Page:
Case: A 43 years old, G4 P2 A1 pregnant patient at 11-14 weeks of gestation visited the perinatology outpatient clinic for a routine double test. Patient’s medical anamnesis revealed no comorbidities. Her previous pregnancies were without any complications, where she delivered vaginally two healthy (one female - one male) newborns. Trisomy 18 risk was calculated >1/50 with double test. Amniocentesis was suggested and performed. Chromosome analysis result was found to be Trisomy 18. Ultrasound scan was performed by an experienced perinatologist, who reported a single intrauterine fetus with biometric measurements in accordance with 20 weeks of gestation. Fetal inlet VSD with hyperechogenic focus in right ventricle and ventriculomegaly was observed. Anatomic scan of the fetal limb revealed left mesomelia with radial aplasia, radial deviation. Also partial corpus callosum agenesis and strawberry head were reported. Following the confirmation of diagnosis with amniosentesis and ultrasonography, parents opted to continue the pregnancy. On 26 weeks of gestation IUGR was reported, biometric measurements were in accordance 21 weeks of gestation. The baby had IUGR on follow up, when end diastolic flow was absent on Doppler,in 32 weeks, she was hospitalized. On follow up, when NST showed fetal distress signs. she was planned for c-section operated by an obstetrical indication. A male baby, 900 gr, 32 cm was delivered with shortening of fore arm with radial aplasia, hypotony, undescended testis, prepitium defect, trigonal sendromic face, low set ears.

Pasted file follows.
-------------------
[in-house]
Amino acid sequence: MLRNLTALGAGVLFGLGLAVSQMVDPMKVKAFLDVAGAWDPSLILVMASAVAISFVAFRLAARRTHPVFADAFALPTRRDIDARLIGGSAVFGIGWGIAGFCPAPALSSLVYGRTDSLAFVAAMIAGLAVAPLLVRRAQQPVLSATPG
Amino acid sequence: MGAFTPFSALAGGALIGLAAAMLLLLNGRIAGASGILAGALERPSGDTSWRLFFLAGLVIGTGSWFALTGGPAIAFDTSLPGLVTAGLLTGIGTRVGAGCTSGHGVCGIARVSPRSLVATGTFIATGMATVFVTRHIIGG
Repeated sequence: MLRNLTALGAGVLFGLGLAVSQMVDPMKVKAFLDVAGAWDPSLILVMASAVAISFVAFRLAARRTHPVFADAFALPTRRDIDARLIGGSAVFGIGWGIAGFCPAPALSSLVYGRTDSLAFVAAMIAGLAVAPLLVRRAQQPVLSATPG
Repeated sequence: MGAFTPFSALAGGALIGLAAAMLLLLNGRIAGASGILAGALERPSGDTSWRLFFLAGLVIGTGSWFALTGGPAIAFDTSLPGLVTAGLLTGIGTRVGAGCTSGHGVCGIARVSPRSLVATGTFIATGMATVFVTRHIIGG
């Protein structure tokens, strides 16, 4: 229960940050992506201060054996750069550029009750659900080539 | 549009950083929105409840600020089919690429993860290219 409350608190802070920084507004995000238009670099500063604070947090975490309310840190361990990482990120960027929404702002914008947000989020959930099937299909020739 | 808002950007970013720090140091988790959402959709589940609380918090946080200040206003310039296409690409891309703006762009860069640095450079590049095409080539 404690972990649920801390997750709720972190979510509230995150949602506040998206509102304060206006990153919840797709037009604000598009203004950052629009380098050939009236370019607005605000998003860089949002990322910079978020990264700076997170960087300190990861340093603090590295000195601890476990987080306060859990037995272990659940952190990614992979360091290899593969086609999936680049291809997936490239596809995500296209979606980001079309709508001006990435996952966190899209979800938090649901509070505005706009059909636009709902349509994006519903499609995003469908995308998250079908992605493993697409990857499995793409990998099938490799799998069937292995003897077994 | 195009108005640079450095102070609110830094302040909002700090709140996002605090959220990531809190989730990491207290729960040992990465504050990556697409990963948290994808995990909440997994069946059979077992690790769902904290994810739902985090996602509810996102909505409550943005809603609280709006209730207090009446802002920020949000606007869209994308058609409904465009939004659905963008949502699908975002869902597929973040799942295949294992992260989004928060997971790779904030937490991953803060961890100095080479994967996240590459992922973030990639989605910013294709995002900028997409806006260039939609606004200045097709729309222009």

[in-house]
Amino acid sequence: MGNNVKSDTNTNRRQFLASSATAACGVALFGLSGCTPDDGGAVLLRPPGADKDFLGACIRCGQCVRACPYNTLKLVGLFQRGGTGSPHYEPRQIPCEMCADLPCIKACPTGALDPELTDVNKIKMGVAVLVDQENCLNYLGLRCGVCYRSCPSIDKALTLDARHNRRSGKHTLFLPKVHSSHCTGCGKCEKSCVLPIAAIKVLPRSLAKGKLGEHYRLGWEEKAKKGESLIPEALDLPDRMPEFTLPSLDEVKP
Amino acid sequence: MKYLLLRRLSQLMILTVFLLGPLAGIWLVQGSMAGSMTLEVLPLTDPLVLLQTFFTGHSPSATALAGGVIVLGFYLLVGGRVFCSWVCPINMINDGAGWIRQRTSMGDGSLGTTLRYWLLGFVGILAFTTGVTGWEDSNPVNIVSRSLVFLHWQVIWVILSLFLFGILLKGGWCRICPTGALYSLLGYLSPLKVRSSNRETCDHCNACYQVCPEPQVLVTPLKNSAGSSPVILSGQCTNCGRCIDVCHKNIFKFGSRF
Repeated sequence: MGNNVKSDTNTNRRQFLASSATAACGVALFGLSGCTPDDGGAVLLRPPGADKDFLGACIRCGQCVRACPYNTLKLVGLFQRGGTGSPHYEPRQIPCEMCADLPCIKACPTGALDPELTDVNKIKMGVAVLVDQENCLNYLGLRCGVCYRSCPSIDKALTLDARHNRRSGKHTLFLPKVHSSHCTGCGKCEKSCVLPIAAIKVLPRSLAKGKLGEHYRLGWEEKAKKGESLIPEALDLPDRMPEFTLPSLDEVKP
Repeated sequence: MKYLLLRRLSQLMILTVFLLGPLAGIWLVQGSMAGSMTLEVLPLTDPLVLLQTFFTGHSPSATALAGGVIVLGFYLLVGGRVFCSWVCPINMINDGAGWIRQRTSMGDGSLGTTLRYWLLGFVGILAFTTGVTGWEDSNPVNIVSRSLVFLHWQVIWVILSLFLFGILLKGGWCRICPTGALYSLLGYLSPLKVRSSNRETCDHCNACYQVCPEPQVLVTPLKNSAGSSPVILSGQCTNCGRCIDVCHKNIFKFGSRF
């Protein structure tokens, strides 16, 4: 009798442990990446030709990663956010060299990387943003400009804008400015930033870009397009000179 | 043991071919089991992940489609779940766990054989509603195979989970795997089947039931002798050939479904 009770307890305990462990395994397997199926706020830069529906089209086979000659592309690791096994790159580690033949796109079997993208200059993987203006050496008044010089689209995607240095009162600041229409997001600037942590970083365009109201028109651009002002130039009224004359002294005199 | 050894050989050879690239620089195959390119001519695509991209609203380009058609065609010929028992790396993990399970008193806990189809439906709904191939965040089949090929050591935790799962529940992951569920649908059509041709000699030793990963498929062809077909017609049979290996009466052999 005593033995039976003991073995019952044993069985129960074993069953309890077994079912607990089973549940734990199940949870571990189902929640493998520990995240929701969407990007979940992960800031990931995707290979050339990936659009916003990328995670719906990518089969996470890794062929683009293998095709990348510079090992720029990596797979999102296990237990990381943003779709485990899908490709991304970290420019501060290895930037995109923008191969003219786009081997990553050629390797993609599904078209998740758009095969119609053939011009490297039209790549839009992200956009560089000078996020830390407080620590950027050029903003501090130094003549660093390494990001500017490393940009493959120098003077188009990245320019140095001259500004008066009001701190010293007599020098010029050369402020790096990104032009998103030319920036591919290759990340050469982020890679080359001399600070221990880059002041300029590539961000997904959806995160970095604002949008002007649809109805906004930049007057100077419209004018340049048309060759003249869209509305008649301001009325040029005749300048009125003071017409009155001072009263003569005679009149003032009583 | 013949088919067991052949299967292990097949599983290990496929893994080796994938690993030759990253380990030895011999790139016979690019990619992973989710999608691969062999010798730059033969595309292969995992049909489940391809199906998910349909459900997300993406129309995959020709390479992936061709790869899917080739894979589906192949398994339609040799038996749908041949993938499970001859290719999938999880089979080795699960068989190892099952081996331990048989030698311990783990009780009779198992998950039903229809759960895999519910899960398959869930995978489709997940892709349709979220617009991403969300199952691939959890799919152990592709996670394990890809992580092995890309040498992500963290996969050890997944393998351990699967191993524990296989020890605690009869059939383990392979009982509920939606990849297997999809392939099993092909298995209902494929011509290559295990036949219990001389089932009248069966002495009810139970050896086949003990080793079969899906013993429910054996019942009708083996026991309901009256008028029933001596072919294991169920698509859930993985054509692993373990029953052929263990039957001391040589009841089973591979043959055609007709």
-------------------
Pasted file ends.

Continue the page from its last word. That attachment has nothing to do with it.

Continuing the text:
Discussion: Trisomy 18 is a genetic disease which includes wide-spectrum findings. In general, 50 percent of affected infants die within the first two weeks of life, and only 5 to 10 percent survive the first year. Severe intellectual disability is apparent in survivors over one year of age.

In Trisomy 18, most common structural anomaly is congenital heart diseases %90, central nervous system or spinal abnormalities %70 (agenesis of the corpus callosum < %10), intrauterine growth restriction %60-90, skelatal abnormalities (radial ray anomalies). Although there are several findings, radial aplasia is seen rare than other limb defects in Trisomy 18. In this case our findings are partial agenesis of the corpus callosum, intrauterine growth restriction, left mesomelia with radial aplasia and radial deviation.